that started in the art museum...
after we finished there (no photos- unfortunately because they had some wonderful art and no postcards to speak of so you couldn't buy reproductions of most of the work in the museum) we headed out of town to visit an organic farm nearby. in the "special period" after the fall of the Soviet Union and the withdrawal of its support of the Cuban economy, gas prices rose sharply and the Cubans had no way to transport food to market from the distances they had previously. The solution they found was to start farming land closer to the cities (especially Havana.)
These farms were set up on plots of land slated for development that hadn't yet happened. the one we visited was supposed to become part of a large sports complex. they became organic for two reasons - first the lack of chemicals available for pest control and fertilizer and second the farm's proximity to the large population in the city nearby.
the farm was run as a co-op and profits (which were good by Cuban standards) were shared amongst the members based upon their accumulated time of membership (seniority) and any individual capital contribution made in the start up. the farm grows food and plants for landscaping and plants used for medicines.
here are photos of the farm activities - all done by hand basically...
after our visit to the farm we returned to town to visit one of the synagogues- the sephardic one- there is also an ashkenazic one (allegedly more affluent- LOL) - here we were given a short lecture on the history of the community and where it stands now (rabbi twice a year from south america) and then saw a small exhibit on the holocaust that had been recently installed.
then it was back to the city for some free time- below the guys in the park who have licenses (true) to argue over Béisbol (baseball) - which they do quite vociferously (LOL)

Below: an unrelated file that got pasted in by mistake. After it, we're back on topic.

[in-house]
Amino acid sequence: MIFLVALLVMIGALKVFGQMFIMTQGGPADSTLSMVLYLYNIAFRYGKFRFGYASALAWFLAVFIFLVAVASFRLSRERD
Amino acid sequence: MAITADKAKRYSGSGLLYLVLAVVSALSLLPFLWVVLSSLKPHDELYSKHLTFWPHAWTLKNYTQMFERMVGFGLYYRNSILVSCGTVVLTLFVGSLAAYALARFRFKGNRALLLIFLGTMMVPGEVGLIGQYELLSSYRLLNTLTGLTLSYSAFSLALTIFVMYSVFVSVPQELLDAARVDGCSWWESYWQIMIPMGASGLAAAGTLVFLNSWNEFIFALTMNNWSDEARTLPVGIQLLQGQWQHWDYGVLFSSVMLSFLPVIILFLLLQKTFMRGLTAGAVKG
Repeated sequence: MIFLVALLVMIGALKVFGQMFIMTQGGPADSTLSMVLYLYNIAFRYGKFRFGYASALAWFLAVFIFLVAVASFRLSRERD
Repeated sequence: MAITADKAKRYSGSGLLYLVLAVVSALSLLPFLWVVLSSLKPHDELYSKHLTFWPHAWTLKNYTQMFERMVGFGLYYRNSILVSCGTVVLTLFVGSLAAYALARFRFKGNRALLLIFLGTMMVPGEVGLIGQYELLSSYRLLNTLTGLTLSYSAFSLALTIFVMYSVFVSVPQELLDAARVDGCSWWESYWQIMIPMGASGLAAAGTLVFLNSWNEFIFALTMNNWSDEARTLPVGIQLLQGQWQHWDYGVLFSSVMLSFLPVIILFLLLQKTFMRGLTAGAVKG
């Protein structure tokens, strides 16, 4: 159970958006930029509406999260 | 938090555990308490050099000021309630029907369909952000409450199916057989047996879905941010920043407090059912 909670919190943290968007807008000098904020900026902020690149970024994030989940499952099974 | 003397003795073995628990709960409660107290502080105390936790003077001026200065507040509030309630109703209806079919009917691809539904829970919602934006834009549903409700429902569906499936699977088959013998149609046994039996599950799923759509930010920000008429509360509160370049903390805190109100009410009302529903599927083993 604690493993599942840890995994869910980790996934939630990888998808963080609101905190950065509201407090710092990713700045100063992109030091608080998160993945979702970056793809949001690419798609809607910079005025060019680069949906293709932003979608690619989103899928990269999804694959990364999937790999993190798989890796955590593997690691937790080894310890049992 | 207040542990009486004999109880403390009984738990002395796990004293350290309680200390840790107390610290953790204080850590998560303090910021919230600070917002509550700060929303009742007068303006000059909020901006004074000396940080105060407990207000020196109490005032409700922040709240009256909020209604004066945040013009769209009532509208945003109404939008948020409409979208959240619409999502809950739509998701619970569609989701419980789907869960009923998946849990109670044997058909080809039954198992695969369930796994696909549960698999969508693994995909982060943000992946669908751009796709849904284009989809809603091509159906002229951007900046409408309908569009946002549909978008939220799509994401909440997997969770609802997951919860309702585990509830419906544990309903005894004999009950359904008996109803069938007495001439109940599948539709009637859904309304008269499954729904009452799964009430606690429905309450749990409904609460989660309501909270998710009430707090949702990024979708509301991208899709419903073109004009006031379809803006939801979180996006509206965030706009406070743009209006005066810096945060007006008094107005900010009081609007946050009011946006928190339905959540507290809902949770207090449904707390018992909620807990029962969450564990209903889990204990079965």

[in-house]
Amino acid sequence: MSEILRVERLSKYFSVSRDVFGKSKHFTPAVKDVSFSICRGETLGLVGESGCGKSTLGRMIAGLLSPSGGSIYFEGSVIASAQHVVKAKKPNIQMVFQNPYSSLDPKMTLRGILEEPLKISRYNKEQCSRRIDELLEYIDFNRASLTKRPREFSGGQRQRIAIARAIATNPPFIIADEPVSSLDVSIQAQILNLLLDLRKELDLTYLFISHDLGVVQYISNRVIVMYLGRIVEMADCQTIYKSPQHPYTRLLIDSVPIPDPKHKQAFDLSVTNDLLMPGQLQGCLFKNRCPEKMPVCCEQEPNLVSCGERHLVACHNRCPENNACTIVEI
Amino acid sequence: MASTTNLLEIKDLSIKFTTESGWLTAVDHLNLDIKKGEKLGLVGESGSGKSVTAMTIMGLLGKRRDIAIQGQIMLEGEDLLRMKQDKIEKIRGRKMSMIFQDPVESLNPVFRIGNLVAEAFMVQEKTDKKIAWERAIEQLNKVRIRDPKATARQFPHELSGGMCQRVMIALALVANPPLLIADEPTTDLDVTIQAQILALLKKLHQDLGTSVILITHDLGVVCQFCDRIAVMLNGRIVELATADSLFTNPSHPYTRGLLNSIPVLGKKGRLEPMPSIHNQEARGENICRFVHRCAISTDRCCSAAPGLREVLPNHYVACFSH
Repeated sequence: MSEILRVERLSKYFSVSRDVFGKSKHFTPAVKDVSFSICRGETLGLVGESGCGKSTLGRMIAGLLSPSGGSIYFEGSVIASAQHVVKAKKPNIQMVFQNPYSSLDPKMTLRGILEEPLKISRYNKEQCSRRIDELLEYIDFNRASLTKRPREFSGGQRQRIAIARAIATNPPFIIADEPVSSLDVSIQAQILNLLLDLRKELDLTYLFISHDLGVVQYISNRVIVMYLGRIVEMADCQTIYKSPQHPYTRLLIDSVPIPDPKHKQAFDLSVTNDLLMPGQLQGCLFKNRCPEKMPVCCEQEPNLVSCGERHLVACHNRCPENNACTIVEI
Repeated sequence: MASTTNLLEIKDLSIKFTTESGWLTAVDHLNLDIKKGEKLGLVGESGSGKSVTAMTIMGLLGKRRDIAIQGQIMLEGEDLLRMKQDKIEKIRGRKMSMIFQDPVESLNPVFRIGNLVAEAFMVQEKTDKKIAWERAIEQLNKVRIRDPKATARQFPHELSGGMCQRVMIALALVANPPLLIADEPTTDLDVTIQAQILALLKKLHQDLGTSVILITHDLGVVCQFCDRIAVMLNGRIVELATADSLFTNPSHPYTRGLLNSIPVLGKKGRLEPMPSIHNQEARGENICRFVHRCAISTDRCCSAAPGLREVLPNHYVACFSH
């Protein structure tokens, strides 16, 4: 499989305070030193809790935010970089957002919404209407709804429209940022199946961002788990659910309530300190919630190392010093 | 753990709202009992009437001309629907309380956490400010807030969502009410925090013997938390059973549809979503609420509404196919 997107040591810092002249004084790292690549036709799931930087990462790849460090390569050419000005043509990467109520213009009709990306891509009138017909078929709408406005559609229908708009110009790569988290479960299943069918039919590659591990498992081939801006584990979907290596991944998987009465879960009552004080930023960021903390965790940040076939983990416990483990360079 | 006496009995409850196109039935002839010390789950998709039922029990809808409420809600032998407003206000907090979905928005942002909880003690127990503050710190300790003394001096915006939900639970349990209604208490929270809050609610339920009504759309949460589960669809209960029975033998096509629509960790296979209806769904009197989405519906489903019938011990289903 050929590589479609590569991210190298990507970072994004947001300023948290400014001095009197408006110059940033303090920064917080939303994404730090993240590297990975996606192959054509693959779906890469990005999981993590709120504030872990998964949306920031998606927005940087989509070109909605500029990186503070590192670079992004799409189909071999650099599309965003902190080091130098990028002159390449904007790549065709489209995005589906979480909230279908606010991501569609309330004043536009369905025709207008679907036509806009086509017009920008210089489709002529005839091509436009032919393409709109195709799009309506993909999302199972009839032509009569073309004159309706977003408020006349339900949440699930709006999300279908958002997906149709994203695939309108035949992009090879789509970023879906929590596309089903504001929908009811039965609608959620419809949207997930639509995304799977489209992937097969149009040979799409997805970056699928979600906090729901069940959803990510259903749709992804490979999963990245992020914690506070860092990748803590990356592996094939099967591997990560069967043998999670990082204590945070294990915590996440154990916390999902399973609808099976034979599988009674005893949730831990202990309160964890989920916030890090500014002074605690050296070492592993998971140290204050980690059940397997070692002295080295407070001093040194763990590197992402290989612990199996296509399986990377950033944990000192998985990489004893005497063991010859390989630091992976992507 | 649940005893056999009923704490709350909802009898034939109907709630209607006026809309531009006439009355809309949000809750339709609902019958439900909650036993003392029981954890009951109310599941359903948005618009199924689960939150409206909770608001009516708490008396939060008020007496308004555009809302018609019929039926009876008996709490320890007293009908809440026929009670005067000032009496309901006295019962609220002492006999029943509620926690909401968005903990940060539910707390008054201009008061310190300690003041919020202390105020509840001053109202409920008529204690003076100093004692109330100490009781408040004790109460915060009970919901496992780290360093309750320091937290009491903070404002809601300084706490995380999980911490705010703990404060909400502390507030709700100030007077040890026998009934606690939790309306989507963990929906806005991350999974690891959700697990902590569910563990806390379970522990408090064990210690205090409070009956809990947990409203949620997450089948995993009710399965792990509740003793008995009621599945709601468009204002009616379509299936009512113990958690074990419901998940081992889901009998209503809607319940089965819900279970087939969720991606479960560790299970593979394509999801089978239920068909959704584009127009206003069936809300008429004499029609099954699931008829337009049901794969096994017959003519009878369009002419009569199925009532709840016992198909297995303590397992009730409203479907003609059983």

below- ladies on a balcony of a building in fairly good repair in Vedado... and their neighbors crossing in front of the faces of the ubiquitous Che along with Camillo Cienfuegos and another revolutionary who might be Frank Pais who died in the November 30th strike/revolt - which was the day Castro's Granma yacht was supposed to be arriving in Cuba but was delayed until 12/2. my professor said Pais- had he lived might have become the face of the revolution instead of Fidel... history often gets made on "a simple twist of fate."
later that evening we went to dinner at a paladar (a private home turned into a restaurant by the family) an entrepreneurial venture that helps people make ends meet and helps the tourists find decent meals... this one was apparently written up in the NYT recently - the food was excellent - Jennifer's dish is the one in the photo below (it sounded like it was going to be a stuffed pepper from the way I read the menu - LOL- but it was very tasty so expectations were not relevant to the actual reality...LOL)
and then some more cars for those of you who want to see them- I was lucky enough that the one car of the three in the second to the last photo was coming into the curb so I got a close up of her beautiful "face"!
tomorrow we leave for Cienfuegos in central Cuba on the southern coast of the island. did I mention the island is HUGE - more than 775 miles across (more than the distance from NYC to Chicago.) so in our 10 day trip we only see a small portion of the country. but stay tuned (even if you have to use a reworked computer monitor as a TV set!)